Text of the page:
PJM Exclusive: Congress Questions SEC Chief's Involvement in New Madoff Scandal
Two congressional leaders are directly challenging Security and Exchange Commission Chairwoman Mary Schapiro as a new Bernard Madoff scandal engulfs the agency, this one involving charges of conflicts of interest by Schapiro's own general counsel.
Pajamas Media has obtained a copy of the letter sent to the SEC chairwoman.
Rep. Darrell Issa (R-CA) and Sen. Charles Grassley (R-IA) today sent the letter, demanding she explain why the she appointed General Counsel David Becker to represent the agency in the Ponzi scheme fraud case when she allegedly knew that Becker had personally profited from Madoff. The lengthy letter, which asks 35 questions of Schapiro and her aides, calls the allegations "alarming."
“Becker’s participation in any aspect of the Commission’s involvement with the aftermath of Madoff’s fraud suggests multiple conflicts of interest,” the two tell Schapiro in the letter. Her failure raises “further questions about its management and independence.“
Rep. Issa is chairman of the House Oversight and Government Reform Committee. He has recently reinvigorated the committee's examinations of government fairness and openness. Sen. Grassley is the ranking Republican on the Senate Judiciary Committee.
An aggressive congressional probe regarding another SEC/Madoff scandal may give President Obama new headaches, raising fresh questions about the president's promise of clean government, fairness towards wronged investors, and handling of the economy. It also could weaken or endanger Schapiro's tenure.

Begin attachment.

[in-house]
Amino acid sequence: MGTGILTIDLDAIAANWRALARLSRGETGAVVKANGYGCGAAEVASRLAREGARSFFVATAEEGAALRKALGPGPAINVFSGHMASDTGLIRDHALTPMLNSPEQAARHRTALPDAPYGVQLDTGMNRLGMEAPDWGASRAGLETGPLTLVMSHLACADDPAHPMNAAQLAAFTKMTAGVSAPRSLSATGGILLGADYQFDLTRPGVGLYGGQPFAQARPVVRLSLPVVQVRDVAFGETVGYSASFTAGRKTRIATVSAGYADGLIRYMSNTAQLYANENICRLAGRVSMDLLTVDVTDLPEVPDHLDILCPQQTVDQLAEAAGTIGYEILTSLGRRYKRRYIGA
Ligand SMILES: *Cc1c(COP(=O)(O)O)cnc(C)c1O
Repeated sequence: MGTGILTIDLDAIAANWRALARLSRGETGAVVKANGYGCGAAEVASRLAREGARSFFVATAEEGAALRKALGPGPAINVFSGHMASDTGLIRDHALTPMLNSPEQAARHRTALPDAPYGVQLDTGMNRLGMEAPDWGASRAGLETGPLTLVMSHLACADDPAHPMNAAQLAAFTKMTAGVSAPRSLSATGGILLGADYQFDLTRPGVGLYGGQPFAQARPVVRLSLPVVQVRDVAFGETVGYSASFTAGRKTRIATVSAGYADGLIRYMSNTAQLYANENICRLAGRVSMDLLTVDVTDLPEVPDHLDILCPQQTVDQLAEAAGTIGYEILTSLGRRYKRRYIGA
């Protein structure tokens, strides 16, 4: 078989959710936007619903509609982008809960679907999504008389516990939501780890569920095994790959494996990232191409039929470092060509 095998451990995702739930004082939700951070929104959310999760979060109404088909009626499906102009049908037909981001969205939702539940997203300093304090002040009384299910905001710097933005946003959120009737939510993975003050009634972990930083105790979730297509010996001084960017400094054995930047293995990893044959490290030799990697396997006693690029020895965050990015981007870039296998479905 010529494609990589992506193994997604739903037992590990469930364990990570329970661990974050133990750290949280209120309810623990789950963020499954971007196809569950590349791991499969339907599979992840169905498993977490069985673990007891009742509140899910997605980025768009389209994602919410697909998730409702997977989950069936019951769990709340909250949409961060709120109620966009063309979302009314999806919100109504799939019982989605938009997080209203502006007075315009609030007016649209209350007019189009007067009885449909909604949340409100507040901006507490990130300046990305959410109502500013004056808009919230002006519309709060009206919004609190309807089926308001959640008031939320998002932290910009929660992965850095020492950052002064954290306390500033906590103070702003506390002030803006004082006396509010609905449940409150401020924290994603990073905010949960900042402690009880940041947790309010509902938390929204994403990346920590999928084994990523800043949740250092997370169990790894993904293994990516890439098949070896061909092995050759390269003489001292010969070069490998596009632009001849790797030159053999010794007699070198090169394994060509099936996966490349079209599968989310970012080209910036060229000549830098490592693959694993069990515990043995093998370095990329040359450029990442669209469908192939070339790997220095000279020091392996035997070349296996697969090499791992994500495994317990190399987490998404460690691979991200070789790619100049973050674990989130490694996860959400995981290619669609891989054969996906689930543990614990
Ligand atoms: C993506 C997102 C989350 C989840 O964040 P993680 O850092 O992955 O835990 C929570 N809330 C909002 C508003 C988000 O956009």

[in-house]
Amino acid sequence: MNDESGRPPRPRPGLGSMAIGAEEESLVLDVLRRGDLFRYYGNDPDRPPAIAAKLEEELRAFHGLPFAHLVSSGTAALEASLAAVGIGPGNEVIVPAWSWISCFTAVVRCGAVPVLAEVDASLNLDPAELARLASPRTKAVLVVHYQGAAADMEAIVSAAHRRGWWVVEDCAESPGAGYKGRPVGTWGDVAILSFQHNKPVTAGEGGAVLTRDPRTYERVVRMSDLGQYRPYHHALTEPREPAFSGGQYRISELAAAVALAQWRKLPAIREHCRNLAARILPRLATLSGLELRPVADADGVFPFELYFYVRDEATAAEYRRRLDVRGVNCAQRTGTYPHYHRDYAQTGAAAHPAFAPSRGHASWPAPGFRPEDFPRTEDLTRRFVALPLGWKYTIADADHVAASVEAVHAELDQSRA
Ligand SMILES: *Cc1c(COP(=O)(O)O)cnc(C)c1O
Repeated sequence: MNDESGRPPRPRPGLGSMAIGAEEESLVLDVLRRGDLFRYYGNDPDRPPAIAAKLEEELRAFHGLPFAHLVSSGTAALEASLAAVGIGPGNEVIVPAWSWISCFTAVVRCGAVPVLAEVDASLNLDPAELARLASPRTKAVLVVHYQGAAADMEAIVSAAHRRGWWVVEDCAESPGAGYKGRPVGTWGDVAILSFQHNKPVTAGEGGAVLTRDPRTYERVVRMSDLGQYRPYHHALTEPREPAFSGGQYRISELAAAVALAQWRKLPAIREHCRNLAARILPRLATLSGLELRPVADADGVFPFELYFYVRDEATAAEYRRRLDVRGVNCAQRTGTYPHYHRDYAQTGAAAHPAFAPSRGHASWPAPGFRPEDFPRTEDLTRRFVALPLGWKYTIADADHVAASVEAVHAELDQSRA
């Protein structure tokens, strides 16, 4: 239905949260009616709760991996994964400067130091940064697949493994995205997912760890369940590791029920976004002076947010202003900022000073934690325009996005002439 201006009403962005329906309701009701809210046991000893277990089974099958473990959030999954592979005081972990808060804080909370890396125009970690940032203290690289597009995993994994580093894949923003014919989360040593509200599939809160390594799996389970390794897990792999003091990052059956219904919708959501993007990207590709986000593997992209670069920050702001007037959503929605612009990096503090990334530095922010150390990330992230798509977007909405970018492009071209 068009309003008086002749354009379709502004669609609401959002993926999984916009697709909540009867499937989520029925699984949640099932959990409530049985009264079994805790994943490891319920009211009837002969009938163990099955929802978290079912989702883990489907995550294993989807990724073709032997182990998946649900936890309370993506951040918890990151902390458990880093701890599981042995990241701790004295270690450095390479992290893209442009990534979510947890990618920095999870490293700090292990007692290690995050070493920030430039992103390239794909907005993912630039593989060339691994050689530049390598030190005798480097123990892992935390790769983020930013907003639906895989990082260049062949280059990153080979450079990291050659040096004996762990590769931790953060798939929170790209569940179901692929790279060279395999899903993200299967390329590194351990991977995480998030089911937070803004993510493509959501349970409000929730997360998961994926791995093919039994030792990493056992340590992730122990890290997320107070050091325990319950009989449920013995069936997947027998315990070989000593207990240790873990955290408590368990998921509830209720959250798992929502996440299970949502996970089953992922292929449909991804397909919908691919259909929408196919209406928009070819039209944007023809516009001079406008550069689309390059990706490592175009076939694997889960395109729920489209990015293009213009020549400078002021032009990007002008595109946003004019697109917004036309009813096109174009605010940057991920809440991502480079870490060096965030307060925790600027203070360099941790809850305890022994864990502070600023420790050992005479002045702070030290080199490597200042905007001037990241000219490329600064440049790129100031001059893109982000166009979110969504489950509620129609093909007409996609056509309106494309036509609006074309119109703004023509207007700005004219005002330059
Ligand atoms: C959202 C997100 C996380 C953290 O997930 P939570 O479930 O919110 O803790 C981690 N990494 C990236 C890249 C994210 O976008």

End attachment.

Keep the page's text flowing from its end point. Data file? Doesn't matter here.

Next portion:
The charge that the SEC may have shortchanged Madoff victims, however, may carry the biggest impact of all.
Schapiro apparently assigned Becker to represent the agency in the aftermath of the Madoff case even while reportedly knowing his family had received money from Madoff. Becker's late mother’s estate is named defendant in a lawsuit seeking $1.5 million in profits they made from Madoff. The lawsuit was filed by Irving Picard, the official trustee who is trying to recover money for the Madoff victims.
Originally, the SEC was widely criticized as incompetent in uncovering the Madoff scandal. An SEC inspector general report said the agency overlooked "more than ample" evidence that red-flagged a possible Ponzi scheme. In her confirmation hearings, Schapiro vowed to “reinvigorate SEC enforcement efforts in the wake of the Bernard Madoff investment scandal."
Issa and Grassley say the case exposes multiple ethical lapses within the agency. They charge that while Schapiro knew Becker had received money from a Madoff account, it appears she never ordered Becker to determine his family's possible “clawback” liability in the Madoff bankruptcy case. They ask the SEC chief why she apparently did not ask Becker whether the advice he was providing might affect his personal financial interest. Also troubling, an SEC ethics counsel reportedly gave Becker a waiver request 25 minutes after Becker made it. The SEC official, William Lenox, reportedly accepted Becker’s incorrect assertion that the work would not affect his financial interest.
It also has been reported that Becker’s financial interest and conflicts were not disclosed to the Commission’s inspector general or to the public until Becker was sued by Picard in the Madoff bankruptcy case.
Becker did ask for a waiver to continue representing the case, "but did not fully disclose his financial interest to the ethics office," a congressional aide told Pajamas Media.
Becker left the SEC in late February.
The SEC has until March 7 to reply to the lawmakers.